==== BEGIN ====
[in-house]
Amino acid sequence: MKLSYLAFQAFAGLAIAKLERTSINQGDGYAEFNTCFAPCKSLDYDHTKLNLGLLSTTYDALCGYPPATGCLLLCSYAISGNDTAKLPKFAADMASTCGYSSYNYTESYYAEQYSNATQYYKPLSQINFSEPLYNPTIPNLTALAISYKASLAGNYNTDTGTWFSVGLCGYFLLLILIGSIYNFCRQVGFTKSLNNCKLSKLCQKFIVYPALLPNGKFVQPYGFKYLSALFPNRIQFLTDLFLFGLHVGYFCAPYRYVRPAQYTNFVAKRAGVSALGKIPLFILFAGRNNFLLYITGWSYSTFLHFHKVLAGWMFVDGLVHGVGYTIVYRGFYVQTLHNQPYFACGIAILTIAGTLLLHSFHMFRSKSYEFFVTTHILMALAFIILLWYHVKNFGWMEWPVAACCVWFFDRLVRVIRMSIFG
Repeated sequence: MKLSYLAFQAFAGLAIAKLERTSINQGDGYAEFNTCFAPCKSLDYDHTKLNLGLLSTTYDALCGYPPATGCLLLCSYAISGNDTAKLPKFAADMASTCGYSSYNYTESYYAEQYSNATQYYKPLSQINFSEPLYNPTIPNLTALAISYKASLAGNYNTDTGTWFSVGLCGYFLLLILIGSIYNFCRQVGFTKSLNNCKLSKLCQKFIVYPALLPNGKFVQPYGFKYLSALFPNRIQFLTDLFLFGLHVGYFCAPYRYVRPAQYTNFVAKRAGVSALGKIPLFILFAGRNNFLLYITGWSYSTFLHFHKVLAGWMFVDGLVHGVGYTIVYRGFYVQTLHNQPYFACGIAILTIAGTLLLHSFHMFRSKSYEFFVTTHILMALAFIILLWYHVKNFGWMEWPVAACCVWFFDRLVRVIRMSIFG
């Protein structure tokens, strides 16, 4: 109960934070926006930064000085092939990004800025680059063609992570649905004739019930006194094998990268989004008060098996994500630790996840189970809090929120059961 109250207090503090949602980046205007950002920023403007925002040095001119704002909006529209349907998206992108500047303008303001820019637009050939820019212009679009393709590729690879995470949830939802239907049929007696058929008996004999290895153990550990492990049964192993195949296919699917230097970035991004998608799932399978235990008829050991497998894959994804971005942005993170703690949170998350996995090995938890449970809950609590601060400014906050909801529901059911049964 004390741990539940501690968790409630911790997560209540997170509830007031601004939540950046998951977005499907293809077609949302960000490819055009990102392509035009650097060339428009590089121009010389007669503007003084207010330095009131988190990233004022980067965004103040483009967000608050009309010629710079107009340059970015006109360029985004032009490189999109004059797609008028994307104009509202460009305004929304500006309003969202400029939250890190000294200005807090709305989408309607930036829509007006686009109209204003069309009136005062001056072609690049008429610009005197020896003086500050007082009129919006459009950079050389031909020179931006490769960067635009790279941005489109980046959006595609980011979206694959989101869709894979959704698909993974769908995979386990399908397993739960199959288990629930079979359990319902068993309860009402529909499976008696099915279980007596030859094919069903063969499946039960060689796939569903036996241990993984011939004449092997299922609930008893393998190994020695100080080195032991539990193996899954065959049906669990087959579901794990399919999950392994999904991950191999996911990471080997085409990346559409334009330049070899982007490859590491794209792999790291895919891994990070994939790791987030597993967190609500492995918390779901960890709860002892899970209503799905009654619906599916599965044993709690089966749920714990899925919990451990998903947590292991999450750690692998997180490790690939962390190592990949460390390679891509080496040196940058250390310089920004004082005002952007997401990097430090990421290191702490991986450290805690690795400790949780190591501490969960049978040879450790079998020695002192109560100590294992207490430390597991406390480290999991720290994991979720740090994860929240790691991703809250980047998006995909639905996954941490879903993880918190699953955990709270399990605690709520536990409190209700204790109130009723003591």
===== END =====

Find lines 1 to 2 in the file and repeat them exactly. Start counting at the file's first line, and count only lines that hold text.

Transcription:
[in-house]
Amino acid sequence: MKLSYLAFQAFAGLAIAKLERTSINQGDGYAEFNTCFAPCKSLDYDHTKLNLGLLSTTYDALCGYPPATGCLLLCSYAISGNDTAKLPKFAADMASTCGYSSYNYTESYYAEQYSNATQYYKPLSQINFSEPLYNPTIPNLTALAISYKASLAGNYNTDTGTWFSVGLCGYFLLLILIGSIYNFCRQVGFTKSLNNCKLSKLCQKFIVYPALLPNGKFVQPYGFKYLSALFPNRIQFLTDLFLFGLHVGYFCAPYRYVRPAQYTNFVAKRAGVSALGKIPLFILFAGRNNFLLYITGWSYSTFLHFHKVLAGWMFVDGLVHGVGYTIVYRGFYVQTLHNQPYFACGIAILTIAGTLLLHSFHMFRSKSYEFFVTTHILMALAFIILLWYHVKNFGWMEWPVAACCVWFFDRLVRVIRMSIFG